The base case will be when the side length goes below 3 pixels. In this case, doing a recursive call is pointless, since the white square to be drawn is such a situation is smaller than one pixel.

The full working program appears in Figure 18.4.

Figure 18.4: The Sierpinski program.

  1  import java.awt.*;
  2  import acm.program.*;
  3  import*;
  5  public class Sierpinski extends GraphicsProgram {
  6      public void run() {
  7          // draw black background square
  8          GRect box = new GRect(20, 20, 242, 242);
  9          box.setFilled(true);
 10          add(box);
 12          // recursively draw all the white squares on top
 13          drawGasket(20, 20, 243);
 14      }
 16      public void drawGasket(int xint yint side) {
 17          // draw single white square in middle
 18          int sub = side / 3; // length of sub-squares
 19          GRect box = new GRect(x + suby + subsub - 1, sub - 1);
 20          box.setFilled(true);
 21          box.setColor(Color.WHITE);
 22          add(box);
 24          if(sub >= 3) {
 25              // now draw eight sub-gaskets around the white square
 26              drawGasket(x,           ysub);
 27              drawGasket(x + sub,     ysub);
 28              drawGasket(x + 2 * subysub);
 29              drawGasket(x,           y + subsub);
 30              drawGasket(x + 2 * suby + subsub);
 31              drawGasket(x,           y + 2 * subsub);
 32              drawGasket(x + sub,     y + 2 * subsub);
 33              drawGasket(x + 2 * suby + 2 * subsub);
 34          }
 35      }
 36  }

18.4. Tree

One very nice fractal worth looking at is the tree-like one appearing in Figure 18.5. Unfortunately, our presentation will only make sense if you're familiar with the sines and cosines of trigonometry; but if you understand them, this is worth your while.

Figure 18.5: Running Tree.

Looking at Figure 18.5, you'll notice that the tree consists of a trunk and two branches. Each branch is appears exactly the same as the overall tree, but smaller and rotated a bit.

In our implementation of Figure 18.6, our recursive method will take four parameters to indicate the trunk of the tree to be drawn. (Below the top level of the recursion, the trunk will in fact be the base of the branch being drawn.) These four parameters indicate the x- and y-coordinates of the trunk's base, the length of the trunk, and the angle of the trunk.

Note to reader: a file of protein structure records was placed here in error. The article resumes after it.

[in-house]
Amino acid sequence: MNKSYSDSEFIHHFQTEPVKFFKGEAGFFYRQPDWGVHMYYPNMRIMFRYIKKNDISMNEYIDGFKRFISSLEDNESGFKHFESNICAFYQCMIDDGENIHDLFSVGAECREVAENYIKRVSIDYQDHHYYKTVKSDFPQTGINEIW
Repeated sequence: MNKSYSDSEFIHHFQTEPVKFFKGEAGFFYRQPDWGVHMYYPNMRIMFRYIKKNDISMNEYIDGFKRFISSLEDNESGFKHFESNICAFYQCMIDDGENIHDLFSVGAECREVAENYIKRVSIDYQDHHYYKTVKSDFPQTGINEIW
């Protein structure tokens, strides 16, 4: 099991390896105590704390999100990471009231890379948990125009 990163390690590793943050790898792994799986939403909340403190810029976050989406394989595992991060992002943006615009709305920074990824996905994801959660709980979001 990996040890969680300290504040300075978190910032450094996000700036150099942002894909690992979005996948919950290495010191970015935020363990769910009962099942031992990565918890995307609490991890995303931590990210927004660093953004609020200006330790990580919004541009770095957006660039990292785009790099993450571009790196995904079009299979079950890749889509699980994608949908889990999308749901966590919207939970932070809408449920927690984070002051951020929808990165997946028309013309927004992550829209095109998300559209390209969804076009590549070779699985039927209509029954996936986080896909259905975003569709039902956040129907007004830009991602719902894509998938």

The recursive method's base case will be when the length is at most 2 pixels. In this case, there is not an interesting tree to be drawn, so the method returns immediately. But if the length is more than 2 pixels, the method will compute the coordinates of the trunk's other end of the trunk by applying basic trigonometry. To compute the cosine and sine of the trunk's angle, the method use the static methods cosDegrees and sinDegrees found in the package's GMath class. After computing the coordinates of the trunk's other end, the method adds a line corresponding to the trunk. And then it makes two recursive calls to draw each branch. Both branches are slightly smaller than the overall tree (75% in the case of the left branch and 66% in the case of the right), and at rotated at an angle from the trunk (30° counterclockwise for the left branch, 50° clockwise for the right).

Figure 18.6: The Tree program.

  1  import java.awt.*;
  2  import acm.program.*;
  3  import*;
  5  public class Tree extends GraphicsProgram {
  6      public void run() {
  7          drawTree(120, 200, 50, 90);
  8      }
 10      public void drawTree(double x0double y0double lendouble angle) {
 11          if(len > 2) {
 12              double x1 = x0 + len * GMath.cosDegrees(angle);
 13              double y1 = y0 - len * GMath.sinDegrees(angle);
 15              add(new GLine(x0y0x1y1));
 16              drawTree(x1y1len * 0.75, angle + 30);
 17              drawTree(x1y1len * 0.66, angle - 50);
 18          }
 19      }
 20  }

Playing with the proportions and rotation factors in the recursive calls leads to other interesting tree variants.